Table_3_The Selection of a Hepatocyte Cell Line Susceptible to Plasmodium falciparum Sporozoite Invasion That Is Associated With Expression of Glypican-3.XLSX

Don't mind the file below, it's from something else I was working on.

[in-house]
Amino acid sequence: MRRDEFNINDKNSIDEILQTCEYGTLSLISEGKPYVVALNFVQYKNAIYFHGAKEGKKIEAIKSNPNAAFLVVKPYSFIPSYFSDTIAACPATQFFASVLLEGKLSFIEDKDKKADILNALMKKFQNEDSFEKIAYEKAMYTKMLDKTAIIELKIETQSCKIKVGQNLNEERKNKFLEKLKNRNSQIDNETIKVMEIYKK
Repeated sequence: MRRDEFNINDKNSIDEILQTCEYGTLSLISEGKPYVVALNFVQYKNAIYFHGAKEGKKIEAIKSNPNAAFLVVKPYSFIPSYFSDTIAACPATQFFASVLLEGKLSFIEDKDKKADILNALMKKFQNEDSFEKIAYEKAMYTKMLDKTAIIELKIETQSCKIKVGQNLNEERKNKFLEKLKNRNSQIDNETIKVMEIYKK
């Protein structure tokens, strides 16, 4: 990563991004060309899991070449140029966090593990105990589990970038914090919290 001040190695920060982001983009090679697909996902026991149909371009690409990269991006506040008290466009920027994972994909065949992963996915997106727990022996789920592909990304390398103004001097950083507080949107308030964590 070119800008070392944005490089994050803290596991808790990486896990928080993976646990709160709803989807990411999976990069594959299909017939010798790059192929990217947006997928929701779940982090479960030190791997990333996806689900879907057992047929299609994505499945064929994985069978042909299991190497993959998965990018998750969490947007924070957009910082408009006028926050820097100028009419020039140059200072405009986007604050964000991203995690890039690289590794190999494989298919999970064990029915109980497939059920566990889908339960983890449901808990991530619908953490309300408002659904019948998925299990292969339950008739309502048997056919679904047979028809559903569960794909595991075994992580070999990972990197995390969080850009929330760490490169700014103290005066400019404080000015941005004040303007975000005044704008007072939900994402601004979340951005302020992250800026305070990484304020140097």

In vitro studies of liver stage (LS) development of the human malaria parasite Plasmodium falciparum are technically challenging; therefore, fundamental questions about hepatocyte receptors for invasion that can be targeted to prevent infection remain unanswered. To identify novel receptors and to further understand human hepatocyte susceptibility to P. falciparum sporozoite invasion, we created an optimized in vitro system by mimicking in vivo liver conditions and using the subcloned HC-04.J7 cell line that supports mean infection rates of 3–5% and early development of P. falciparum exoerythrocytic forms—a 3- to 5-fold improvement on current in vitro hepatocarcinoma models for P. falciparum invasion. We juxtaposed this invasion-susceptible cell line with an invasion-resistant cell line (HepG2) and performed comparative proteomics and RNA-seq analyses to identify host cell surface molecules and pathways important for sporozoite invasion of host cells. We identified and investigated a hepatocyte cell surface heparan sulfate proteoglycan, glypican-3, as a putative mediator of sporozoite invasion. We also noted the involvement of pathways that implicate the importance of the metabolic state of the hepatocyte in supporting LS development. Our study highlights important features of hepatocyte biology, and specifically the potential role of glypican-3, in mediating P. falciparum sporozoite invasion. Additionally, it establishes a simple in vitro system to study the LS with improved invasion efficiency. This work paves the way for the greater malaria and liver biology communities to explore fundamental questions of hepatocyte-pathogen interactions and extend the system to other human malaria parasite species, like P. vivax.